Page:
At the other end of the spectrum is the constructive trust. It is imposed by the court, regardless of anyone's intent, as a remedial device usually to prevent unjust enrichment which would occur if retention of the property were permitted. For example, in the case of Pettkus v Becker, a 1980 Supreme Court of Canada decision, a "common-law" wife was awarded a one-half interest in property legally owned by her "husband" because of her contribution to the acquisition and maintenance of the property. The court felt it was unjust to allow the common-law husband to retain full interest in the land after he had benefited from her efforts on the land during their 19 years of cohabitation.

For an express trust to be valid, the "three certainties" must be satisfied - certainty of words, certainty of subject-matter and certainty of object. If there is a dispute about the validity of an express trust, the court must be convinced that the settlor intended to create a trust. There must also be certainty as to the property subject to the trust and certainty of object or beneficiaries of the trust. A trust is said to be completely constituted when the 3 certainties exist and the property has been transferred to the trustee. A trust may also come into existence by the owner declaring himself or herself to be trustee of the particular property for the specified beneficiaries. In this case, the settlor is also the trustee and no transfer of property is required for there to be a fully constituted trust. Such a trust is irrevocable in the sense that the settlor cannot get the trust property back unless in the trust instrument the settlor has reserved a power of revocation.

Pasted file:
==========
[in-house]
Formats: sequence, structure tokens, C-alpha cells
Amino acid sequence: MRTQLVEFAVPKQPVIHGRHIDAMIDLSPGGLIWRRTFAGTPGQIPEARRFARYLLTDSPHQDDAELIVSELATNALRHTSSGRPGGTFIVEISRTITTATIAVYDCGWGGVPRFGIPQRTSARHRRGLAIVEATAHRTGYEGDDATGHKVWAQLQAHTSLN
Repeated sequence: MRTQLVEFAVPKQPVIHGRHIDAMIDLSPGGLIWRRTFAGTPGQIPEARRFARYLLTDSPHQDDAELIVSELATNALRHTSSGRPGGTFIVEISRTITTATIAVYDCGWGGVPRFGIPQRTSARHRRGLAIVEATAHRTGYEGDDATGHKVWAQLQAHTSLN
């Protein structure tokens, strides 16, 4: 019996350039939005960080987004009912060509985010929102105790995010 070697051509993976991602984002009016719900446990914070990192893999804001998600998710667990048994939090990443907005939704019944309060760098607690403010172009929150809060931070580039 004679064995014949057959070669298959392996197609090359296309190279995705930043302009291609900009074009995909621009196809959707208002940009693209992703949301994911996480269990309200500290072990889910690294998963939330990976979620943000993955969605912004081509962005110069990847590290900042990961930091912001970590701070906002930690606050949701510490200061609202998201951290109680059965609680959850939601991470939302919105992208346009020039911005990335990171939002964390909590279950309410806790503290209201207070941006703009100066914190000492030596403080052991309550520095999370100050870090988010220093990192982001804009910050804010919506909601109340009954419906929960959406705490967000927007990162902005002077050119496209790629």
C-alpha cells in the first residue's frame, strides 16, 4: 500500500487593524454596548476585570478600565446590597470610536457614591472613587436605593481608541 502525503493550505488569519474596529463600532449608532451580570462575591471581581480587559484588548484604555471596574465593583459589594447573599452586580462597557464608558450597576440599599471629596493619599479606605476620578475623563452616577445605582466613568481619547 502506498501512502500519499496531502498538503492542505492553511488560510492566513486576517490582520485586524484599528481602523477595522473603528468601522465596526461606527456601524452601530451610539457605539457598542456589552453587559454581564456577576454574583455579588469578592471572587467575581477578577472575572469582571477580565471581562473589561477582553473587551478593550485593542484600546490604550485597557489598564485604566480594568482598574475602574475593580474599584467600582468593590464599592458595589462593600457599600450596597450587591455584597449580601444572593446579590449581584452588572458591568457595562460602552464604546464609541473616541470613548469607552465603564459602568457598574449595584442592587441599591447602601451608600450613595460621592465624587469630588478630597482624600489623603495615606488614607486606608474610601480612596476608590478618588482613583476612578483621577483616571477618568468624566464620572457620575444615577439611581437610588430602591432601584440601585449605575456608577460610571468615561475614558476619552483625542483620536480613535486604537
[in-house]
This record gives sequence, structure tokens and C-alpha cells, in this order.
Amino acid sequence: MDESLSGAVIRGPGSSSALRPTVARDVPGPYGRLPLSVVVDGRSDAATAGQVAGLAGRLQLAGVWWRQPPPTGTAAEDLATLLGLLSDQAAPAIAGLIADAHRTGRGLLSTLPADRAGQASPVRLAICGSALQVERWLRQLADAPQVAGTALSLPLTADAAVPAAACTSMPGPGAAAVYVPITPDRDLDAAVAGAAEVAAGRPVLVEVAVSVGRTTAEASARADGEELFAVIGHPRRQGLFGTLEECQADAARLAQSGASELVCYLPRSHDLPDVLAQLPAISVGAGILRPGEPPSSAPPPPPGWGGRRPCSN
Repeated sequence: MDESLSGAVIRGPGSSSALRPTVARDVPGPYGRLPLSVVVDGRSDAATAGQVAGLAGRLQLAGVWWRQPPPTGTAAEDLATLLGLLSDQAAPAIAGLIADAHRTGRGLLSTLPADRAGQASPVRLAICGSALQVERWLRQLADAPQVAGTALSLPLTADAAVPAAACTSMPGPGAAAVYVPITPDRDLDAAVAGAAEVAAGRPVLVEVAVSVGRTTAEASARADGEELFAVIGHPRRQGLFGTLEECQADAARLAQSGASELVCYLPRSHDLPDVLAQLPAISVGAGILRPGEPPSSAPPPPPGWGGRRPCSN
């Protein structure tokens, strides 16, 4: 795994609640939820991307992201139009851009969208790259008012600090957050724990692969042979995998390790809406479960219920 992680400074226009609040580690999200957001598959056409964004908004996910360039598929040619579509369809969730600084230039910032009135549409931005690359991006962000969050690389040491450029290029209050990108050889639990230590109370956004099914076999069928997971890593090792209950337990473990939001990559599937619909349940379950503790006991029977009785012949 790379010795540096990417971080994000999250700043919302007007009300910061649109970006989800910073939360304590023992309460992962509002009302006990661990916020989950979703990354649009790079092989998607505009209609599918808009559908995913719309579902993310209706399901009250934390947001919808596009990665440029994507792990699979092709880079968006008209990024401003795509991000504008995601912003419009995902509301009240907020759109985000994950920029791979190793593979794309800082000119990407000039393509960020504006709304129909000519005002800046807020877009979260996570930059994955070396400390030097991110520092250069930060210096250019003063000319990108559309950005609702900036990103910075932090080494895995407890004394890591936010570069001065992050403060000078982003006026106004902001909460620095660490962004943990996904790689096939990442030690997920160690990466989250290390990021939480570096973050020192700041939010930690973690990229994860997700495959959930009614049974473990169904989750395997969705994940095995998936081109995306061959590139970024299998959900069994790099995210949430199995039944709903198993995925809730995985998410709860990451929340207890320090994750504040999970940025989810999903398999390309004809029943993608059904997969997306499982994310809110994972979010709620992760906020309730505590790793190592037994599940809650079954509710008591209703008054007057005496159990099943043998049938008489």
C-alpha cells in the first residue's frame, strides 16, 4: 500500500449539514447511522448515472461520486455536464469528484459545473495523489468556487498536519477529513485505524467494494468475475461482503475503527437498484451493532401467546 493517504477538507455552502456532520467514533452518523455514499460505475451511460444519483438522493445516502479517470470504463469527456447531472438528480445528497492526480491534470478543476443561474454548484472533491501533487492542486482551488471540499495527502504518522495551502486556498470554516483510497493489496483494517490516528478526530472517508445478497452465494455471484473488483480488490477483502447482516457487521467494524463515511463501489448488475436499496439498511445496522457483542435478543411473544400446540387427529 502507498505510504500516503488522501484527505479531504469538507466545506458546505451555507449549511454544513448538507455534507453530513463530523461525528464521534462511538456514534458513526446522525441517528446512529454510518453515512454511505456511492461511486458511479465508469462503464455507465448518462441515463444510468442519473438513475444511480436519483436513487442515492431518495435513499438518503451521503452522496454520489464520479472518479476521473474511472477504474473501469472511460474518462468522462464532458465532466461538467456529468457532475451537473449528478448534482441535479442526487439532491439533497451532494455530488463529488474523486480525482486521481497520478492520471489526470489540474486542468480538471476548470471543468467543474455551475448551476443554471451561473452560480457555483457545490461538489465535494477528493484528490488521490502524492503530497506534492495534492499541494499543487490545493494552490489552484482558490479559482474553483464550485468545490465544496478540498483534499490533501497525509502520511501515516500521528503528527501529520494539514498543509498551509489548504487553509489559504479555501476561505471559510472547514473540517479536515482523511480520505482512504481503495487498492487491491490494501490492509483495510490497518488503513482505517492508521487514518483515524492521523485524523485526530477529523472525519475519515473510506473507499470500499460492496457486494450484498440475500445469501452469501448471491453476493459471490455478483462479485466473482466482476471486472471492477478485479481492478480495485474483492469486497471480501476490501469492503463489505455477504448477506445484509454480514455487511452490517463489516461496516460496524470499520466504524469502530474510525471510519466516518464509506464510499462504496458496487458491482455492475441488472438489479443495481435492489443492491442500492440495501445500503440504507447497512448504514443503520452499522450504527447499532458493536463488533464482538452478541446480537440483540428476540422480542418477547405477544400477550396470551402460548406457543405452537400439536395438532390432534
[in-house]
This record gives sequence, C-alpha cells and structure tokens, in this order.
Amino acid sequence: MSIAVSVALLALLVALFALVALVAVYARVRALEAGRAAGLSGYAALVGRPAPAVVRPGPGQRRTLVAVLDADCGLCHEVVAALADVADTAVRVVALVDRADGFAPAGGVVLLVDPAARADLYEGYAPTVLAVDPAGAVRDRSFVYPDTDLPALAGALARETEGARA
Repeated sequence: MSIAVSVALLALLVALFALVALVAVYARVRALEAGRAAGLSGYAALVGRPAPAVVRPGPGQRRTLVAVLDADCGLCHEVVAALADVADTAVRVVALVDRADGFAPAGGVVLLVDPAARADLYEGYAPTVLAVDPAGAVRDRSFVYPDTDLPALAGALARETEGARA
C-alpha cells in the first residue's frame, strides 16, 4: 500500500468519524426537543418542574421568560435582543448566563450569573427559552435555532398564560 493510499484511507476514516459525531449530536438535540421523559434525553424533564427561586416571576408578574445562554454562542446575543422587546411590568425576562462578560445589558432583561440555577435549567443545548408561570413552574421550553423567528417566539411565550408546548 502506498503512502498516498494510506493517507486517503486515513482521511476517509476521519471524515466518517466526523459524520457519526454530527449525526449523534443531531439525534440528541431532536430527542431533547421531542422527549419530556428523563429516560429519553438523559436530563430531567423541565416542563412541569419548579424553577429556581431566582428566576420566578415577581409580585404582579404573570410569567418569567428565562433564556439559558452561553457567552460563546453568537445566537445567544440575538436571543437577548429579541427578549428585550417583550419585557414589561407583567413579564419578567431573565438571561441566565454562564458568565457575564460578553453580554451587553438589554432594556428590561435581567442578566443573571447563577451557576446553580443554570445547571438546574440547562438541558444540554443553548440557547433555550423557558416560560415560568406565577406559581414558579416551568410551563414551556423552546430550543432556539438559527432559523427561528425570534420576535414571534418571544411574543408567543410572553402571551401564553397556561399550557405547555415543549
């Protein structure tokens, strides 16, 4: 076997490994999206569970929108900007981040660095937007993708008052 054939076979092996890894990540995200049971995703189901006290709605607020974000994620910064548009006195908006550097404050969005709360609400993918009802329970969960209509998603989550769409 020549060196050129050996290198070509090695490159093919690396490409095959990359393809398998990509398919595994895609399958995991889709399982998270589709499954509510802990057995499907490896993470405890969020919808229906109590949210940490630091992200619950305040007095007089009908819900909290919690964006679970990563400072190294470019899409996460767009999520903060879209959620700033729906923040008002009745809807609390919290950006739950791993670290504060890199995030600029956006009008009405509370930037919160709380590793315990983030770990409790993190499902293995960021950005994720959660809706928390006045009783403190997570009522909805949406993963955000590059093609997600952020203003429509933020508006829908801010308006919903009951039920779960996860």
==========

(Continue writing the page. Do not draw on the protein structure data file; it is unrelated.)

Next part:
The trustee has a duty to account to the beneficiaries for the management of the trust property. The trustee must not let his or her personal interests conflict with the duties which are owed to the beneficiary. Therefore, a trustee may neither purchase trust property nor sell or lease his or her own property to the trust. A trustee may not obtain private advantage through dealing with the trust property. A rule, developed in the 17th century, excluded the trustee from receiving remuneration for services. However, the trust can expressly provide for payment to the trustee and, where it does not, the Trustee Acts of all the common-law provinces and the territories now enable the courts to award "fair and reasonable" compensation.

Another important duty of a trustee is to be impartial between beneficiaries. This duty is particularly important when there are income beneficiaries and capital beneficiaries. Maintaining an even hand means that the trustee has a duty to select suitable investments. Unless the trust deed provides otherwise, many Canadian jurisdictions limit the trustee to investments contained in the "legal list." This list emphasizes fixed interest securities and the conservation of wealth in terms of its nominal dollar value. Substantial inflation in the 1970s and 1980s brought about a realization that beneficiaries may not be protected by inflexible rules. Consequently a number of provinces and both territories abolished the legal list and now permit trustees to invest in any asset which a prudent person would select.

Trusts are also the vehicle for the creation of most future interests in property. This gives rise to a dilemma for the law in determining the balance between the rights of present and future generations. How long should present owners be able to tie up property through the creation of future interests when this means the property will be so encumbered that subsequent generations will not be able to deal with it as they wish? The compromise evolved by the courts and modified by many provincial legislatures is the Rule Against Perpetuities. This rule strikes down future interests which do not vest within a life or lives in being plus 21 years.